# About Arnold's ODE Book Notation

• I

## Main Question or Discussion Point

In Arnold's book, ordinary differential equations 3rd. WHY Arnold say Tg:M→M instead of Tg:G→S(M) for transformations Tfg=Tf Tg,
Tg^-1=(Tg)^-1.

Let M be a group and M a set. We say that an action of the group G on the set M is defined if to each element g of G there corresponds a transformation Tg : M→M of the set M, to the product and inverse elements corresponds Tfg=TfTg, Tg^-1=(Tg)^-1

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fresh_42
Mentor
2018 Award
You know that you only address members who a) have this book and b) are willing to take it from the shelf?

Yes, but Arnold is popular and this paragraph is being kill me.

fresh_42
Mentor
2018 Award
As you wish. I could probably answer your question if I only had the book or you had put a little effort in describing the situation. I prefer to read books written in my own language. So, good luck! I'm out.

George Jones
Staff Emeritus
Gold Member
My guess is that $T : G \rightarrow S\left(M\right)$ with $g \in G \mapsto T_g \in S\left(M\right)$.

• mathwonk
Here the Page, the Last paragragh, thanks.

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My guess is that $T : G \rightarrow S\left(M\right)$ with $g \in G \mapsto T_g \in S\left(M\right)$.
Yes I think the same, then Arnold is wrong with
Tg:M→M.

George Jones
Staff Emeritus
Gold Member
Yes I think the same, then Arnold is wrong with
Tg:M→M.
If what I wrote is correct, then Arnold is correct., i.e., I, in part, wrote $T_g \in S\left(M\right)$. This means that $T_g : M \rightarrow M$. This is fairly common notation.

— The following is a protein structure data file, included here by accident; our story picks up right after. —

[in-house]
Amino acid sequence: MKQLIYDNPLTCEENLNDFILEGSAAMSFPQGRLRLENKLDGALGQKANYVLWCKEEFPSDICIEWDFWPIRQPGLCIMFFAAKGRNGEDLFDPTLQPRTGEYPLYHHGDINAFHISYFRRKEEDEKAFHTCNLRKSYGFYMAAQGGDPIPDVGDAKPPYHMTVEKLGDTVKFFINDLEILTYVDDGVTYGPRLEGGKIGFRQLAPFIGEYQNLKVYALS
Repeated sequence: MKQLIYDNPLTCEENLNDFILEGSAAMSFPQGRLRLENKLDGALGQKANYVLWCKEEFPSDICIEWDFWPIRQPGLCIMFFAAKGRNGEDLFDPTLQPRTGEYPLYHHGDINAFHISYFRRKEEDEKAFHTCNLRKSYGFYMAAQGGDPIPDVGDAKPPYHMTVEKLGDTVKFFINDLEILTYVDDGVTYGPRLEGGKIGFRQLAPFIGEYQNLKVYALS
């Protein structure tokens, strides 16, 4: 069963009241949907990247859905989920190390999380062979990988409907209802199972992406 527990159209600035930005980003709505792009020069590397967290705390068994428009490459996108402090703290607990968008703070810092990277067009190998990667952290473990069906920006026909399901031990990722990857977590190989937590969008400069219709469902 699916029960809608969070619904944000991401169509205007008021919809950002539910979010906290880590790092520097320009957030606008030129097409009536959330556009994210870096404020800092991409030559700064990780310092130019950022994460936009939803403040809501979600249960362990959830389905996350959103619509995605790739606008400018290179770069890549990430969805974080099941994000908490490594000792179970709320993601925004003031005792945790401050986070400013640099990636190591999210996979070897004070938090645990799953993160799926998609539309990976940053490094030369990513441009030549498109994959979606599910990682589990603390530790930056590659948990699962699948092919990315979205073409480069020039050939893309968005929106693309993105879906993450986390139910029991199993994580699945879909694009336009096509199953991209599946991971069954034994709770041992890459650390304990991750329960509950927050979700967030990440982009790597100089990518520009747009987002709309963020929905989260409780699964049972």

• Martin T
If what I wrote is correct, then Arnold is correct., i.e., I, in part, wrote $T_g \in S\left(M\right)$. This means that $T_g : M \rightarrow M$. This is fairly common notation.
Then it is a old fashioned notation, thanks

George Jones
Staff Emeritus
Gold Member
Then it is a old fashioned notation, thanks
It currently is bog-standard notation used in an almost uncountable number of books on my shelves.

• Martin T
But if T takes m to m, how is the same which T takes g of G(or gh of G) to S(M)=group of all bijective transformations of M.
And say Arnold's books are ""pedagogic".

George Jones
Staff Emeritus
Gold Member
And say Arnold's books are ""pedagogic".
Put an end to your sarcastic comments, or I will put an end to helping you.

But if T takes m to m
This is not what I wrote. I wrote

$T : G \rightarrow S\left(M\right)$
In other words, $T$ takes $G$ to $S\left(M\right)$. Consequently, using functional bracket notation, $T\left(g\right)$ is in $S\left(M\right)$, i.e., $T\left(g\right)$ takes $M$ to $M$. Here, bracket notation becomes too cluttered/confusing, so it is conventional to denote $T\left(g\right)$ as $T_g$.

• Martin T
Yes, I understand, but in the book Arnold first defines an action:
Let M be a group and M a set. We say that an action of the group G on the set M is defined if to each element g of G there corresponds a transformation Tg : M→M of the set M, to the product and inverse elements corresponds Tfg=TfTg, Tg^-1=(Tg)^-1

Why? It is correct(Arnold talk about homomorphims after)?

Saw

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martinbn
Yes, I understand, but in the book Arnold first defines an action:
Let M be a group and M a set. We say that an action of the group G on the set M is defined if to each element g of G there corresponds a transformation Tg : M→M of the set M, to the product and inverse elements corresponds Tfg=TfTg, Tg^-1=(Tg)^-1

Why? It is correct(Arnold talk about homomorphims after)?
It is all correct and standard. Every algebra book (any maths book really) that defines action of a group on a set uses these notation.

Probably what confuses you is that you have a map $f:A\rightarrow B$, where the target set $B$ is a set of maps, say between the sets $X$ and $Y$, so the image of any element $a\in A$ is map itself $f(a) : X \rightarrow Y$.

• Martin T